When analyzing the decision to rent or buy, you’ll need to consider factors such as the loss of build-up in home equity and its subsequent growth (or loss) and savings on property taxes and other types of home maintenance.

As a part of downsizing, you could consider moving to an apartment community which may be less expensive because of the amenities offered and provide organized activities and social support.

For more information on apartments in Ridgeland, SC, contact Auston Chase Apartments.

#HowYouLive
Excerpts - Forbes


Renter’s Insurance: Don’t Risk Losing Everything – Ridgeland, SC

Renter’s Insurance: Don’t Risk Losing Everything – Ridgeland, SC

Joseph Coupal - Thursday, September 01, 2016

If you were at risk of losing $5,000, $10,000 or even $15,000 and could do something to stop it, would you? The answer is a no-brainer: you’d would.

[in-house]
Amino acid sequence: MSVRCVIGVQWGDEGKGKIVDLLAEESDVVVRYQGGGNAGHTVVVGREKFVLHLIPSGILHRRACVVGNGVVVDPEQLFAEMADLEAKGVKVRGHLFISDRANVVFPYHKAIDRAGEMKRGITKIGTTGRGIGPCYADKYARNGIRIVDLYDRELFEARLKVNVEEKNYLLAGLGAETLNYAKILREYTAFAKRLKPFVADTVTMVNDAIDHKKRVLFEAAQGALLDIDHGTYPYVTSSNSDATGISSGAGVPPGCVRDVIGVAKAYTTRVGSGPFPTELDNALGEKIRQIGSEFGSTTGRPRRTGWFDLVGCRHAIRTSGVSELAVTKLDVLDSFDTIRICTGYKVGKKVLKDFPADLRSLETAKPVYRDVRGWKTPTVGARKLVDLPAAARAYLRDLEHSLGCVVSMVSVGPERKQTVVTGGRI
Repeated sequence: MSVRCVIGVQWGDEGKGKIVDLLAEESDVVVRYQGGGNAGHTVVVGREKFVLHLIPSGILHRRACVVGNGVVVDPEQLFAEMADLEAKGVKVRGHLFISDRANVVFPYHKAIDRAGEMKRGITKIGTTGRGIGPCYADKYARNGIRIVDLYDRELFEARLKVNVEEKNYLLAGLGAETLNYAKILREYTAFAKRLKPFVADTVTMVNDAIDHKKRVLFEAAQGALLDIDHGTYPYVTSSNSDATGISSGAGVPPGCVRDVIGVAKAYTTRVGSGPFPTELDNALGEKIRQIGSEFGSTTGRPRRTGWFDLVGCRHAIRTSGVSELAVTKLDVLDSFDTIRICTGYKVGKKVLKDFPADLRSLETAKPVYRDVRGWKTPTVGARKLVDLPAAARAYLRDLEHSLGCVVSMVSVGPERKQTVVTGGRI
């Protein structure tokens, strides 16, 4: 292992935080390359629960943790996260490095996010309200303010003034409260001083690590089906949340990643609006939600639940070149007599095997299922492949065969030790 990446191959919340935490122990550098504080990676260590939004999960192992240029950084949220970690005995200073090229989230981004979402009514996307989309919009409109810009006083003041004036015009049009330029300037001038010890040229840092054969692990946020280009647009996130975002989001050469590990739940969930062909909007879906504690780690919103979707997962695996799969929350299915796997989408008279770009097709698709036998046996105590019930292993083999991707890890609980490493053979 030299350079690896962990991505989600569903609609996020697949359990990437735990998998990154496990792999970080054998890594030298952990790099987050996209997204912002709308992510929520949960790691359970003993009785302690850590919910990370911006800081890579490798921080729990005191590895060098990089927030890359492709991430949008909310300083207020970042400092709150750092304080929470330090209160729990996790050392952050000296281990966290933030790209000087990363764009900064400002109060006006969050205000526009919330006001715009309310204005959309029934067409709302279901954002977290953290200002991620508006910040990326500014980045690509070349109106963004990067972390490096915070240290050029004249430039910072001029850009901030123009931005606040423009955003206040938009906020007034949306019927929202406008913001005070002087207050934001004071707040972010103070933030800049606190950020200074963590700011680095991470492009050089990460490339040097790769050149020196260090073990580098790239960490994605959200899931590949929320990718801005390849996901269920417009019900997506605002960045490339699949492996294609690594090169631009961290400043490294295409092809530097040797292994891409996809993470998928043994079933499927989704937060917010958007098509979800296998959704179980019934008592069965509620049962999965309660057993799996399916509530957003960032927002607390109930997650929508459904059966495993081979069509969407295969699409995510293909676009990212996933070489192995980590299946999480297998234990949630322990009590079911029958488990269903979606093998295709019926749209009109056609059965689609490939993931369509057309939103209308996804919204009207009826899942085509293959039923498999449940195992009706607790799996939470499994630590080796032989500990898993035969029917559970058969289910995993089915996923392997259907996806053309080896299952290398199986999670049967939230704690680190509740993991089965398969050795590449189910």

Yet, more than half of adults ages 23 to 29 years old who rent apartments don’t have renters insurance, putting all their stuff at risk.

Homeowners buy homeowner’s insurance to cover their home and belongings. Those who live in apartments in Ridgeland, SC should get renters insurance to do the same thing. A renter’s policy will cover your personal possessions (clothes, electronics, furniture, etc.) if they’re stolen and will pay to repair or replace them if there’s a fire, burst pipe or other unfortunate event. Renter’s policies can also pay for you to rent a new home or stay in a hotel in if you are displaced by a fire or other natural disaster — coverage that most policies refer to as “loss of use.”

Like homeowner’s insurance, renter’s insurance includes liability coverage – if someone is injured in your home, the cost of their care and potential legal proceedings is covered up to your policy’s liability limits, which is typically $100,000.

But unlike a homeowner’s policy that covers the home structure and its contents, renter’s insurance covers just the contents of your home. That makes it a lot cheaper. Your landlord has an insurance policy that covers the building, but that does nothing to protect your valuables.